The impact of PSS may not be apparent at first.  Symptoms tend to worsen with age, and the decision to treat (via surgery) should be made as early as possible.  Dogs do not outgrow PSS; surgery should be performed when a puppy is still growing, to minimize the risk of permanent damage.  Dogs who are not candidates for surgery, either because they have a form of PSS that is inoperable or because surgery is not an option due to cost or availability, may still benefit from orally-administered medications at home. 
It is very important to realize that the final result of surgery for PSS can only be known weeks after the surgery has been done.  The effects of PSS take time to subside, and the body's ability to adapt back to normal after the surgical correction is different in every dog: many become totally normal and have normal lives, whereas some have irreversible damage associated with the PSS, and surgery only partially corrects these changes.

How is ... diagnosed?: 

Generally, the diagnosis of PSS is suspected based on a combination of the medical history (such as delayed anesthetic recovery or previous surgery for urolith/urinary tract stone removal), symptoms (such as those described above), and results of laboratory tests. The screening test of choice is a routine laboratory panel (complete blood count, serum biochemistry profile, and urinalysis) with serum bile acids, which is a specific blood test that requires a 12-hour fasting period beforehand and takes 2-3 hours.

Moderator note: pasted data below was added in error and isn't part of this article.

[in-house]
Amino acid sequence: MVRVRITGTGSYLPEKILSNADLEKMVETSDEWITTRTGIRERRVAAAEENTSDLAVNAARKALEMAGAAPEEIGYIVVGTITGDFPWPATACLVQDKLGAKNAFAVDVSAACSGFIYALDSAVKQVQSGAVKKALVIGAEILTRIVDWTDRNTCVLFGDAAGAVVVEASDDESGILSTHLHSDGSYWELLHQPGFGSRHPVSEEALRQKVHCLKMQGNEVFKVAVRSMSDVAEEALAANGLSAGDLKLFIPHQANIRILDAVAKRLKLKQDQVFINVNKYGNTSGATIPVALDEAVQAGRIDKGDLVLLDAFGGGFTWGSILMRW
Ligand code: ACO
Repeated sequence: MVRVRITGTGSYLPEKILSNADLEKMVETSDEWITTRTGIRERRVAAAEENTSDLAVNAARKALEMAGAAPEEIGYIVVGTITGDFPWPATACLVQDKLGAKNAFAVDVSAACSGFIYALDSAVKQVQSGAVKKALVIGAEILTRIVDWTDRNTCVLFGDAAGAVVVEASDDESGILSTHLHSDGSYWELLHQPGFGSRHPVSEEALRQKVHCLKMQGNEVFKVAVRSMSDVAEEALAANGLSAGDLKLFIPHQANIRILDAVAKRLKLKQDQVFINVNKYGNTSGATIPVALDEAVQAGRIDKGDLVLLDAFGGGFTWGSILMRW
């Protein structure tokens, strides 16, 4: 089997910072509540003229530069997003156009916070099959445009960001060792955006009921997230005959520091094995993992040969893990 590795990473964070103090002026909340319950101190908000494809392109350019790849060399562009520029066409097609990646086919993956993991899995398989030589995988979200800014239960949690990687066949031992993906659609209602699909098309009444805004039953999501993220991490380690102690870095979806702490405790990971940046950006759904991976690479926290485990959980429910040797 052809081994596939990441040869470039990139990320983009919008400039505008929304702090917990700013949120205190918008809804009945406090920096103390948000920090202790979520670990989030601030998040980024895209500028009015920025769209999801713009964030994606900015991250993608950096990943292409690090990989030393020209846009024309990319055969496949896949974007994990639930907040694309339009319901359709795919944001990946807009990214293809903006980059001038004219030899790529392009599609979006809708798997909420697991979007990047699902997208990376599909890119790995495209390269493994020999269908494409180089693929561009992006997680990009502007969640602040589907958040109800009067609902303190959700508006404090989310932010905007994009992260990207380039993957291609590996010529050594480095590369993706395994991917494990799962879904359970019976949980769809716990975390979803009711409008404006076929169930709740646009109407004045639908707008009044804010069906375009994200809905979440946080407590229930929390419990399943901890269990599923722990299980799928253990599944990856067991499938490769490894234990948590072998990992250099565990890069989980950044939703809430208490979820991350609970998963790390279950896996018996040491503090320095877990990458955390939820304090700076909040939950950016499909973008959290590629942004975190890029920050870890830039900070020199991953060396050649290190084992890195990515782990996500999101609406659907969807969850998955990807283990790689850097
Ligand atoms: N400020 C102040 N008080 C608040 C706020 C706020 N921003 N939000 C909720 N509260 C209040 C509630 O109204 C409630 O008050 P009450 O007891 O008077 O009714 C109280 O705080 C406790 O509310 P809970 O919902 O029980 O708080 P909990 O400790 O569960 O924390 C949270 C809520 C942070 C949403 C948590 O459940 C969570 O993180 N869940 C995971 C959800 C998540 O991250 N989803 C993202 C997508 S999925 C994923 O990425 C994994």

The confirmatory test of choice is a high-detail abdominal ultrasound examination by a specialist (radiologist or internist); nuclear scintigraphy (a type of scan) also is highly definitive but is less widely available.  Either test is noninvasive and is generally done without sedation.

The screening blood test, serum bile acids, is highly accurate, with a nearly 100% ability to detect PSS in dogs that have it.  A positive test still requires ultrasound/scan confirmation, because other disorders such as hepatic microvascular dysplasia, which is an incurable, microscopic version of PSS where thousands of small shunts ("shortcuts") cause blood to bypass the liver at the tissue level, may be present instead.  Hepatic microvascular dysplasia can only be confirmed with a liver biopsy, so it is routine for dogs that undergo surgery for PSS to also have a liver biopsy, for identifying whether hepatic microvascular dysplasia is also present.  This alters the long-term outlook: dogs with PSS but without microvascular dysplasia have a better long-term outlook for living free of symptoms and without medications.

How is ... treated?: 

The most definitive way to deal with PSS is surgery.  The surgeon identifies the path of blood bypassing the liver and closes it, forcing the blood to follow the new, normal course through the liver.  This type of surgery is an open-abdominal procedure, meaning general anesthesia is warranted and a period of recovery, typically lasting 1-4 days in the hospital and 2 weeks or so at home, is to be expected.  The success rate of surgery is high (>90%) but not perfect; even in the most experienced hands, some dogs with PSS who also have microvascular dysplasia or other circulatory defect through the liver may not tolerate the operation and may need only partial closure of the shunt.  Other dogs do not tolerate any correction of PSS and this is only apparent during the operation.  To improve the chances of success, surgeons often repair PSS by inserting a device that closes the PSS gradually, over several weeks.  Surgeons also will be careful to monitor a dog's status both before the surgery and during the post-operative period; the liver performs so many essential functions that careful monitoring and medical support, such as with plasma transfusions, antibiotics, or other treatments, are essential.